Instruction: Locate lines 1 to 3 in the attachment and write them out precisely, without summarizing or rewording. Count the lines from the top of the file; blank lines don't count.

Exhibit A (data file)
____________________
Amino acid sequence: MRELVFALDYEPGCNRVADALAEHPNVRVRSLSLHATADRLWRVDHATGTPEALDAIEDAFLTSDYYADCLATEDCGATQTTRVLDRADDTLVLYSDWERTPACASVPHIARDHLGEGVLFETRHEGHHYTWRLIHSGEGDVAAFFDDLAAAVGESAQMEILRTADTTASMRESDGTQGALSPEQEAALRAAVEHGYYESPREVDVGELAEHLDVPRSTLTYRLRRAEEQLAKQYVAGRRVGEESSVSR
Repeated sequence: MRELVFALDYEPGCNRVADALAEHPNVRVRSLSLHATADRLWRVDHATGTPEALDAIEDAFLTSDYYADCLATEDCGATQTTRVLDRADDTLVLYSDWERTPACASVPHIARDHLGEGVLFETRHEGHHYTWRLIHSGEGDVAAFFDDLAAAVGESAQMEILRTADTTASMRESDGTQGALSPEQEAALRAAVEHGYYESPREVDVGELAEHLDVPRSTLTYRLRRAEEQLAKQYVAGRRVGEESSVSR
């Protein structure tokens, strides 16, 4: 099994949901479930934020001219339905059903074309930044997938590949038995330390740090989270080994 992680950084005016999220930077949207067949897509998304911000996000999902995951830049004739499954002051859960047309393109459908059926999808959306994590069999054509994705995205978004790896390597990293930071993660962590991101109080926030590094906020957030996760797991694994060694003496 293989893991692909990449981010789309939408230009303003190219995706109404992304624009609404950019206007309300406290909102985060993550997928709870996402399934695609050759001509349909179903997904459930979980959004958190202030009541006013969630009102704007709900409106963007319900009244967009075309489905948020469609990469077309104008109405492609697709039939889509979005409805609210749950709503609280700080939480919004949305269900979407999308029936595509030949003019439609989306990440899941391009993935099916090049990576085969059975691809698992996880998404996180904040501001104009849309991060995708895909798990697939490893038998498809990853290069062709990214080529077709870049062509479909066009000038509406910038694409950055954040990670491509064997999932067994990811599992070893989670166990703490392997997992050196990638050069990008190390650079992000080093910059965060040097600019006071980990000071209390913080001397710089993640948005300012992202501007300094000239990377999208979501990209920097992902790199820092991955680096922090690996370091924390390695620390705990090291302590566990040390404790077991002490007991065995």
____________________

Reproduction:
Amino acid sequence: MRELVFALDYEPGCNRVADALAEHPNVRVRSLSLHATADRLWRVDHATGTPEALDAIEDAFLTSDYYADCLATEDCGATQTTRVLDRADDTLVLYSDWERTPACASVPHIARDHLGEGVLFETRHEGHHYTWRLIHSGEGDVAAFFDDLAAAVGESAQMEILRTADTTASMRESDGTQGALSPEQEAALRAAVEHGYYESPREVDVGELAEHLDVPRSTLTYRLRRAEEQLAKQYVAGRRVGEESSVSR
Repeated sequence: MRELVFALDYEPGCNRVADALAEHPNVRVRSLSLHATADRLWRVDHATGTPEALDAIEDAFLTSDYYADCLATEDCGATQTTRVLDRADDTLVLYSDWERTPACASVPHIARDHLGEGVLFETRHEGHHYTWRLIHSGEGDVAAFFDDLAAAVGESAQMEILRTADTTASMRESDGTQGALSPEQEAALRAAVEHGYYESPREVDVGELAEHLDVPRSTLTYRLRRAEEQLAKQYVAGRRVGEESSVSR
């Protein structure tokens, strides 16, 4: 099994949901479930934020001219339905059903074309930044997938590949038995330390740090989270080994 992680950084005016999220930077949207067949897509998304911000996000999902995951830049004739499954002051859960047309393109459908059926999808959306994590069999054509994705995205978004790896390597990293930071993660962590991101109080926030590094906020957030996760797991694994060694003496 293989893991692909990449981010789309939408230009303003190219995706109404992304624009609404950019206007309300406290909102985060993550997928709870996402399934695609050759001509349909179903997904459930979980959004958190202030009541006013969630009102704007709900409106963007319900009244967009075309489905948020469609990469077309104008109405492609697709039939889509979005409805609210749950709503609280700080939480919004949305269900979407999308029936595509030949003019439609989306990440899941391009993935099916090049990576085969059975691809698992996880998404996180904040501001104009849309991060995708895909798990697939490893038998498809990853290069062709990214080529077709870049062509479909066009000038509406910038694409950055954040990670491509064997999932067994990811599992070893989670166990703490392997997992050196990638050069990008190390650079992000080093910059965060040097600019006071980990000071209390913080001397710089993640948005300012992202501007300094000239990377999208979501990209920097992902790199820092991955680096922090690996370091924390390695620390705990090291302590566990040390404790077991002490007991065995």